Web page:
Two talks…one conclusion…connection is the saving grace for addiction. As humans, we crave relationship and therefore form habits based on acquiring desired “bonds” as Johann explains in the video below. However, what happens when our human need for connection is not met and we search to ease the pain? Herein addiction is often born…
Johann Hari expresses in his TED Talk (in which this article is inspired by) , “And I think the core of that message — you’re not alone, we love you — has to be at every level of how we respond to addicts, socially, politically and individually. For 100 years now, we’ve been singing war songs about addicts. I think all along we should have been singing love songs to them, because the opposite of addiction is not sobriety. The opposite of addiction is connection”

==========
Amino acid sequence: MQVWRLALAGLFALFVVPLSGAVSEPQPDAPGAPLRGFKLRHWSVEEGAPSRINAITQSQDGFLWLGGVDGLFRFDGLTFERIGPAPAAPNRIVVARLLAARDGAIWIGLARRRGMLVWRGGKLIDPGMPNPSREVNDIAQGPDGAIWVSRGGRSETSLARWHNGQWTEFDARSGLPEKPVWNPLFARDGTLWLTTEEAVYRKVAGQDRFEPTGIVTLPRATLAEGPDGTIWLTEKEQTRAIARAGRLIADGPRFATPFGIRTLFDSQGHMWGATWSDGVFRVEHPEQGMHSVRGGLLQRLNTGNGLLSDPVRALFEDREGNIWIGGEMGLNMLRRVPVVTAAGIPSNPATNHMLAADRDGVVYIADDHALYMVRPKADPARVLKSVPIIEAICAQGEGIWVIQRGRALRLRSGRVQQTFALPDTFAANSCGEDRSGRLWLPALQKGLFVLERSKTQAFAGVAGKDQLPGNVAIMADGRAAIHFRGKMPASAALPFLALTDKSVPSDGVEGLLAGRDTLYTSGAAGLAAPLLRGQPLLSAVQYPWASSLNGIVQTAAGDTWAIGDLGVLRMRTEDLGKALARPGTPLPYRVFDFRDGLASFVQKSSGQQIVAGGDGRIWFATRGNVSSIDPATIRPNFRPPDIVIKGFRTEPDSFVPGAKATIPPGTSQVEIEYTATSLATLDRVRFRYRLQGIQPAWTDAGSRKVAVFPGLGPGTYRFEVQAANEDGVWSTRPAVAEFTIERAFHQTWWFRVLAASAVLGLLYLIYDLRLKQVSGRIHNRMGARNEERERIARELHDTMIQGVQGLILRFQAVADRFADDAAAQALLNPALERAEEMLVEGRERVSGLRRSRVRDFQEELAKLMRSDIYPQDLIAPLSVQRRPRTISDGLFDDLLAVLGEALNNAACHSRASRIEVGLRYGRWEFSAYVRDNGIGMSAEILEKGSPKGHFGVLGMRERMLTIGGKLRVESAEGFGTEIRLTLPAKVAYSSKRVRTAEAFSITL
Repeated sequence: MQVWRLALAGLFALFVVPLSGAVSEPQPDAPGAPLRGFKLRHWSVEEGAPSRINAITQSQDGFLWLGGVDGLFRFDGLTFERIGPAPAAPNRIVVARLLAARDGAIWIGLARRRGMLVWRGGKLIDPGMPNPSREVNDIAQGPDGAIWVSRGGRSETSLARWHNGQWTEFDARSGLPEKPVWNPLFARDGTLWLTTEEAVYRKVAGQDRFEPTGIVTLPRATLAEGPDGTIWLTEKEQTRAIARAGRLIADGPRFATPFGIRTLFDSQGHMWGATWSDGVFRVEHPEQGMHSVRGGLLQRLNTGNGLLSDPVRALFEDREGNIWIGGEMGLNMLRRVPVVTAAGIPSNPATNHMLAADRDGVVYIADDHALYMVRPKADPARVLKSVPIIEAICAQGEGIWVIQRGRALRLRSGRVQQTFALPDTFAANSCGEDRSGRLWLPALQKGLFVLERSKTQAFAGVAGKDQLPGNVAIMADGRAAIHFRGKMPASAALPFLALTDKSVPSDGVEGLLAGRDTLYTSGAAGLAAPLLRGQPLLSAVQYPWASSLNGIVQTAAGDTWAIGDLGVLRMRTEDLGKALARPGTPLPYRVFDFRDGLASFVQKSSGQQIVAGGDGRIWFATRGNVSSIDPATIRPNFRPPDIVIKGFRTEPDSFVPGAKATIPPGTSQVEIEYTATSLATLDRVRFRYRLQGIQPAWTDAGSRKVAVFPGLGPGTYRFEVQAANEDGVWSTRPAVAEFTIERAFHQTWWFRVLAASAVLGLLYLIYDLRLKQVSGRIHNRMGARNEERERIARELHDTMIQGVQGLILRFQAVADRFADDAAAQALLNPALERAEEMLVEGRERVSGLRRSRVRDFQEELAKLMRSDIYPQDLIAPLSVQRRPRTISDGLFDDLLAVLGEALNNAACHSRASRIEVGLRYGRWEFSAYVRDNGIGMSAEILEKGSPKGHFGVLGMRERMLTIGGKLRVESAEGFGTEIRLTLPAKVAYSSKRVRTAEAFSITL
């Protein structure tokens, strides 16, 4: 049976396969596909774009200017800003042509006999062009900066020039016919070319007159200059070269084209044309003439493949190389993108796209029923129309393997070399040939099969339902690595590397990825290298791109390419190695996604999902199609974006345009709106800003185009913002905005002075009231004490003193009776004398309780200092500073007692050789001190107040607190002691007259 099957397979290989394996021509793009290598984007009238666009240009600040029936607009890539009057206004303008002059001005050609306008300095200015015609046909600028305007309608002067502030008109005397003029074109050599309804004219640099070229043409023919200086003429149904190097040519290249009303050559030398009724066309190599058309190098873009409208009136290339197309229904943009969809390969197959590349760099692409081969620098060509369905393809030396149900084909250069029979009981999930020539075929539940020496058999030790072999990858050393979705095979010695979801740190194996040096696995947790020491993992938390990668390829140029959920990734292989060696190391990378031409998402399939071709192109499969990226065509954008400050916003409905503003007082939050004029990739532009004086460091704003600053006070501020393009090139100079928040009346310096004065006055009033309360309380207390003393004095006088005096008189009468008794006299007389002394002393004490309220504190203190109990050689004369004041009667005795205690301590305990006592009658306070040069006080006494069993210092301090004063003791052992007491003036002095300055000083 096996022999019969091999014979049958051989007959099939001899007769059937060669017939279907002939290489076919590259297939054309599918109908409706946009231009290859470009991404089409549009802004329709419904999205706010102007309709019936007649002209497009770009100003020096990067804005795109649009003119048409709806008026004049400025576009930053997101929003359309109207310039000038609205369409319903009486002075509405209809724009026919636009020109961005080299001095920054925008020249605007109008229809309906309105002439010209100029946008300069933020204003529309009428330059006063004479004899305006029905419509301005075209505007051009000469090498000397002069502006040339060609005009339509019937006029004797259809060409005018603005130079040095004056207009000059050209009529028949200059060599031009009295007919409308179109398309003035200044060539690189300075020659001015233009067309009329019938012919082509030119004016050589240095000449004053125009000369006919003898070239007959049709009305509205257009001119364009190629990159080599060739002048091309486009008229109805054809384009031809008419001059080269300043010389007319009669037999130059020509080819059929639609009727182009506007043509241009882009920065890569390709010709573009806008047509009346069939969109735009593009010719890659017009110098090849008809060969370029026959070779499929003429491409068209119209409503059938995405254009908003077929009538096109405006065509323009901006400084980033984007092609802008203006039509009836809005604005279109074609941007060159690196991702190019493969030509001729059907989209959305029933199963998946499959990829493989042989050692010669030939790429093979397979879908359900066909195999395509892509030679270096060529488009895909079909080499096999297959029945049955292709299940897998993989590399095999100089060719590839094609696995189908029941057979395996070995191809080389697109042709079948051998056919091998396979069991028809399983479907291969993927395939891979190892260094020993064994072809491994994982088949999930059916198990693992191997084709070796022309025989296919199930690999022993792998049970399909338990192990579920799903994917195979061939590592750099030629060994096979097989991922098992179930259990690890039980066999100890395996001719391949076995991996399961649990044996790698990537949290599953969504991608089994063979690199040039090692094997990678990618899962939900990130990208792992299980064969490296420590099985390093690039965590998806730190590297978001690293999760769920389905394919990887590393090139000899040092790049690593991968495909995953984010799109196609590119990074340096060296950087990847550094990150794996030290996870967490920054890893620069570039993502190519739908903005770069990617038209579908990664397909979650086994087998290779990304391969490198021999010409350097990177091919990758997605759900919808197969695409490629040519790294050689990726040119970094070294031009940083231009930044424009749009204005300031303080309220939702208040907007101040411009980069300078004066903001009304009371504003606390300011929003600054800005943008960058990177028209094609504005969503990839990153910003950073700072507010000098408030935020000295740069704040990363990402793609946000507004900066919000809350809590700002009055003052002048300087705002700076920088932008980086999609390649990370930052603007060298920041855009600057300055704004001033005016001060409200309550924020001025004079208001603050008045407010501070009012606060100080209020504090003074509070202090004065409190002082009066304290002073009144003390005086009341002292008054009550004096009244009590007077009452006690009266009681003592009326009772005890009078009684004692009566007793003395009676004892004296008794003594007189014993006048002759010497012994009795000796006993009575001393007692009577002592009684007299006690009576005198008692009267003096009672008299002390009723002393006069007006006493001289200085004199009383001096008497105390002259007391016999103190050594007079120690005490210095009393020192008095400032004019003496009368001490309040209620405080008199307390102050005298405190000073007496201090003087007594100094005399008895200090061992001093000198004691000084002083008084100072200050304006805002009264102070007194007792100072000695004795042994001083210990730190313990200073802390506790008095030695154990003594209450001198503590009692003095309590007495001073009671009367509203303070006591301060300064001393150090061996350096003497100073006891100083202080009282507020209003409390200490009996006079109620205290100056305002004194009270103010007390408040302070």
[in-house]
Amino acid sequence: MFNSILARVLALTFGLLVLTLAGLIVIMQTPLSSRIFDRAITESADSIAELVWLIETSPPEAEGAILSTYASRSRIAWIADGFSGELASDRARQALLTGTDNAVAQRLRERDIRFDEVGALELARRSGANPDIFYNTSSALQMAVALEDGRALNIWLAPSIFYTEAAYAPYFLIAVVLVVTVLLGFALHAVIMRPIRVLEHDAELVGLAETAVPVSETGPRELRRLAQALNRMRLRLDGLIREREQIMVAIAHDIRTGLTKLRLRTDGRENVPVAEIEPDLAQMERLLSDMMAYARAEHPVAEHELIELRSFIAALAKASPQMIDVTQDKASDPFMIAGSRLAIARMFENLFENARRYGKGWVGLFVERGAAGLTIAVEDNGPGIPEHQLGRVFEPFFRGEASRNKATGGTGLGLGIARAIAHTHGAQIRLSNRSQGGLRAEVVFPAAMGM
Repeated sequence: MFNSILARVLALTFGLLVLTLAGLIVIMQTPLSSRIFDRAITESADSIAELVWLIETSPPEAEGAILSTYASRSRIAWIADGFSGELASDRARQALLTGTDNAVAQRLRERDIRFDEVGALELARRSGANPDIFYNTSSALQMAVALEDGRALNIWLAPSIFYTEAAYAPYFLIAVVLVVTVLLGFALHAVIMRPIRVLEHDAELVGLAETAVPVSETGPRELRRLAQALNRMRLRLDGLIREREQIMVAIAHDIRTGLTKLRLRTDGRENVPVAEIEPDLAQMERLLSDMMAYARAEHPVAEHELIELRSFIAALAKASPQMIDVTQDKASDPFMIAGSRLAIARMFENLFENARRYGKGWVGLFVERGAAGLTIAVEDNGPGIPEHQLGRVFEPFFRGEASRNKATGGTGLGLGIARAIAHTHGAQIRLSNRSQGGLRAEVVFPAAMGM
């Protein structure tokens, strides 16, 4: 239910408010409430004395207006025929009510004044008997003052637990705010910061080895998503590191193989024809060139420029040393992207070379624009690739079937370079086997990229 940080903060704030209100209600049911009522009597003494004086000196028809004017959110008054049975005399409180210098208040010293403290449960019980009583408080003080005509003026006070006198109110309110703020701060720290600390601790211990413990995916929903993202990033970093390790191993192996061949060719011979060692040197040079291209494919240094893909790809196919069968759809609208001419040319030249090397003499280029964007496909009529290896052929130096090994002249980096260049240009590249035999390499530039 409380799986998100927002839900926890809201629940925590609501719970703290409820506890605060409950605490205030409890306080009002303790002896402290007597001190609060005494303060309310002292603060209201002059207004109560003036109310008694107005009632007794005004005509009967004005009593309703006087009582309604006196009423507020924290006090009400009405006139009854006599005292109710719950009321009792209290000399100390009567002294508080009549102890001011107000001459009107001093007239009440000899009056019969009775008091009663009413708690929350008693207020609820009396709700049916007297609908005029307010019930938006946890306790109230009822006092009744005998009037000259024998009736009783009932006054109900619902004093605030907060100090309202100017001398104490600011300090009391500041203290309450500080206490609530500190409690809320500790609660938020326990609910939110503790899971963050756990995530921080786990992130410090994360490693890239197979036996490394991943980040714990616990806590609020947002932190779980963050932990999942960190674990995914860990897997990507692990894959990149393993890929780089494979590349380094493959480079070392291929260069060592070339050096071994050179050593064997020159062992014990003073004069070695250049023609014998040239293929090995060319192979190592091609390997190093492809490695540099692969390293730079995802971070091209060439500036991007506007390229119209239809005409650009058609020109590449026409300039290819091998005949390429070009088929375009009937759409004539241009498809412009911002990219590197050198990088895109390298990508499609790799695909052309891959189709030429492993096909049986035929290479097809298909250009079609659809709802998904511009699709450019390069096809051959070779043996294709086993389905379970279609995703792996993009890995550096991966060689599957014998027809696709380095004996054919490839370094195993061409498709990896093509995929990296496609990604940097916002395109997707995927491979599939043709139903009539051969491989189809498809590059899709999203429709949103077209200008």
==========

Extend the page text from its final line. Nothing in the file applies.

Last year, I watched a deeply revealing speech by actress Amber Valletta who echoes a similar message in her talk titled How I Live With Addiction Everyday. “I know for certain that I’m an addict, through and through, and even if I had this blessed, amazing, childhood, I’d still want to get higher. I’d still want to get out of myself. Because I’m uncomfortable. I’m uncomfortable being a human being”.
We see in these two stories that a loss of connection with oneself and/or others creates a longing for relationship with anything that will have and sooth us in the moment, filling a psychological void. It also becomes clear that honesty leads to recovery and as humans on a path to healing, once again it seems we must look to ourselves for our answers, simultaneously creating new ways of sharing best practices and systems toward better mental health worldwide.